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November is full of opportunities for gratitude – Veteran’s Day, Thanksgiving, colorful fall leaves, the smell of apples and cinnamon. We don’t think so much of Election Day as a day of gratitude, but for those of us who cherish our representative democracy, it is definitely a day to count our blessings.

After the last seven months of isolating and after 230,000 covid deaths (and rising), those of us who have been spared have much to be grateful for in addition to respecting the sacrifice made by others, not only the dead, but the frontline workers – in the health care field, in the food field and the fields that grow the food, our first responders, our teachers, and our parents, and so many other unsung heroes.

Tomorrow is Election Day.

It is the final day to vote for the candidate that best represents us, ALL of us. We have the opportunity to vote for the man (this time) who cares; who epitomizes decency and character; who truly feels the empathy this country needs right now. On a more pragmatic note, he also knows how to get things done without divisiveness, without distruct, with honesty and dedication to service, and that is Vice President Joe Biden and his running mate, Kamala Harris. I proudly voted for them more than a week ago during early voting. You can join the majority of this country in turning around the hate train, the white supremecists who in the last two days tried to run the Biden bus off the road in Texas and closed highways in New Jersey and bridges in New York and today blocking polling places in California. We can take our country back, and it begins tomorrow.

May history be able to say that the end of this chapter of American darkness began here tonight as love and hope and light joined in the battle for the soul of the nation. – Joe Biden

What we do, we do together.

Inspire. October.

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New Experiences from Summer. (c)2020

“Do one thing every day that scares you.” 

Eleanor Roosevelt

“Try new things and discover yourself every single day.”

– Bhavya Choudhary

“TSN”

(Try Something New) – My Husband

For the past two years, my husband has been offering this mantra: TSN, which stands for Try something new. He tries to try something new at least once a month.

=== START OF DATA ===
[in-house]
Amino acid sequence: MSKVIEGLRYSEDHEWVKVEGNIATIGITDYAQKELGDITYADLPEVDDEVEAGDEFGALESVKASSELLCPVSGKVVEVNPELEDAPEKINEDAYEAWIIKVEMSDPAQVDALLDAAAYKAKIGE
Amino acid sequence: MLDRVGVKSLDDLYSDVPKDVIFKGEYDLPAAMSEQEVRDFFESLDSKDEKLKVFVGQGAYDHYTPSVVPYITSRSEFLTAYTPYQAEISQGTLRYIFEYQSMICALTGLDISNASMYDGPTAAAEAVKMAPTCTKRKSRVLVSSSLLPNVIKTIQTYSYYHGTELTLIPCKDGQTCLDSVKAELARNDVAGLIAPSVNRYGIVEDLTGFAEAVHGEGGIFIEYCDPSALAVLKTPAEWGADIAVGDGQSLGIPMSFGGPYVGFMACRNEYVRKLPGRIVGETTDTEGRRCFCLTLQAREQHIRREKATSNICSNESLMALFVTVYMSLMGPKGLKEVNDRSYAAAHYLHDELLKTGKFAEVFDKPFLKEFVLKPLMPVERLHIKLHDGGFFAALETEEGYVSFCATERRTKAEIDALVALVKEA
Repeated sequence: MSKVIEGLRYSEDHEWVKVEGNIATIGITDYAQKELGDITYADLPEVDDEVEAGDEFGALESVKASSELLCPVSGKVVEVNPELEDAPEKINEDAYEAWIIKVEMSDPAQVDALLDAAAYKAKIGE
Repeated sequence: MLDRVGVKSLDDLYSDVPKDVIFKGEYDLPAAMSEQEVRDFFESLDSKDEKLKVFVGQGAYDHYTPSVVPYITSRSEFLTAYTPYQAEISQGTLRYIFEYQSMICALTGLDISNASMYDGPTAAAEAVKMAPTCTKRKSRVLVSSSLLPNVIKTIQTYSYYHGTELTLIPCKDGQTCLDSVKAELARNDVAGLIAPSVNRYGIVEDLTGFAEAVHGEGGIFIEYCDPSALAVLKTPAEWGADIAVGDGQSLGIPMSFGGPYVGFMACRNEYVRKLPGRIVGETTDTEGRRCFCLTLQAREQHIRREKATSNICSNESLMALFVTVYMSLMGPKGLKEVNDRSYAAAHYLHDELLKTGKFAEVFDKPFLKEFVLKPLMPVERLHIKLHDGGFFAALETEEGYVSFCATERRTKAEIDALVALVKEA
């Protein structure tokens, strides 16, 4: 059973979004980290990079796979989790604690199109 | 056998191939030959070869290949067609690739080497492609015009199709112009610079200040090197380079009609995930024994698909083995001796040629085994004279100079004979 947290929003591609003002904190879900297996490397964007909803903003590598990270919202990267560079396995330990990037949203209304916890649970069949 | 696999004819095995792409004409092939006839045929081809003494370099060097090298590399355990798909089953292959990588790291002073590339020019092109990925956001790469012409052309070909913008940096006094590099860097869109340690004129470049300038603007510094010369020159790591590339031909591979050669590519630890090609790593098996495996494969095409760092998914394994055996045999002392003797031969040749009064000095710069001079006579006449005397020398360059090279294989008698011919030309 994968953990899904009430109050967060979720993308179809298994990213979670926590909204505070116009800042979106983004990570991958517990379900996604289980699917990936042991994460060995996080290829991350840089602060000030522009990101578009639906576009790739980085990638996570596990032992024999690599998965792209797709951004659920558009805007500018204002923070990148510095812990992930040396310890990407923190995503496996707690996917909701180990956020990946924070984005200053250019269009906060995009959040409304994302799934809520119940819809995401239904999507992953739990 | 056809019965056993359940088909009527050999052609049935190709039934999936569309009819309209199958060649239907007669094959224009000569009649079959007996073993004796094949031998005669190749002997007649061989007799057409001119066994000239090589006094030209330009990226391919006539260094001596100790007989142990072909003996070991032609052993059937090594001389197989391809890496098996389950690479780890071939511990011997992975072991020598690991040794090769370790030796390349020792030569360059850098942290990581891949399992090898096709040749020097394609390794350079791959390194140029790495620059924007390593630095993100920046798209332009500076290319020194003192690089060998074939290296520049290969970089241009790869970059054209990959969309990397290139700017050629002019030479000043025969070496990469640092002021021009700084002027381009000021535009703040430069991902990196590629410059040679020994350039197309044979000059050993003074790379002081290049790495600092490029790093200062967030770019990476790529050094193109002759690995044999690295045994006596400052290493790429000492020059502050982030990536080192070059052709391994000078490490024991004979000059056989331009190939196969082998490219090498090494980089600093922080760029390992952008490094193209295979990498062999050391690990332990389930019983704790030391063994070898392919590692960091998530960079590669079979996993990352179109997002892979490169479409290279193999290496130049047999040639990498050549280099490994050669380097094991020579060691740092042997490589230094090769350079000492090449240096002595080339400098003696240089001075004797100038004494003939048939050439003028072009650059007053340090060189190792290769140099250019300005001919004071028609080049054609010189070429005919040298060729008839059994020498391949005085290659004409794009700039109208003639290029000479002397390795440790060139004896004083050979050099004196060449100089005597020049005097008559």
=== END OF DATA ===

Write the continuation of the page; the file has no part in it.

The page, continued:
I do like to try things, but I try them hesitantly.

I am inherently extraordinarily polite. If I am at someone else’s house and they offer me something that I’ve never had before or am even lukewarm on, I will take it, eat it, and thank them for it.

When we go out to dinner, I prefer tried and true food for the most part, but when I’m on vacation, I will beeline for the local specialty as well as trying new things.

Examples of this are poutine in Canada, tea in the UK, a proper British breakfast in Wales and England, Welsh cakes in Wales, chicken wings in Buffalo, cheesecake in NYC, pretzels and chocolate in Pennsylvania, lobster in Maine, crab cakes in Maryland, beignets and gumbo in New Orleans. Anywhere you go will have a specialty food to try.

On our recent visit to Niagara Falls, Buffalo, and Plattsburgh, New York, we tried many things that were new to us, but were common to the North Country and Western New York.

In the above photo, you will see:

  • Pizza Logs (from Anchor Bar in Buffalo, NY)
  • The Mighty Taco, chicken quesadilla
  • Chicken Caprese Mac & Cheese (from Our House Bistro, Plattsburgh, NY)
  • Amazing orange peeler for 69¢ (at Vidler’s 5 & 10 in Aurora, NY). I’d never seen this before and it worked like a dream. If I had known how well it worked, I would have bought a dozen and given them out for Christmas!
  • Sponge Candy (from Platter’s Chocolate in Niagara Falls, NY)

This pandemic has given us many things that are new, not all of them exciting and wonderful, but we’ve hopefully taken them in stride, and will try to move forward embracing the new, the different, the exciting, and even the challenging.

Inspire. September.

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BACK TO SCHOOL

And suddenly you know: It’s time to start something new and trust the magic of beginnings.

Meister Eckhart
On the cusp. (c)2020

This back to school will be quite different from years past. My youngest starts high school, and yet won’t see the inside of the high school until January. She opted for fully virtual school while my other child in school opted for in-person/remote hybrid. Even back to school night will be virtual.

The above picture I chose was from the last day of our vacation. It is on the cusp between both summer and fall. Its place is so far north that is on a second cusp, balanced between the United States and Canada. It is a home away from home although we’d only stayed at this hotel the one time.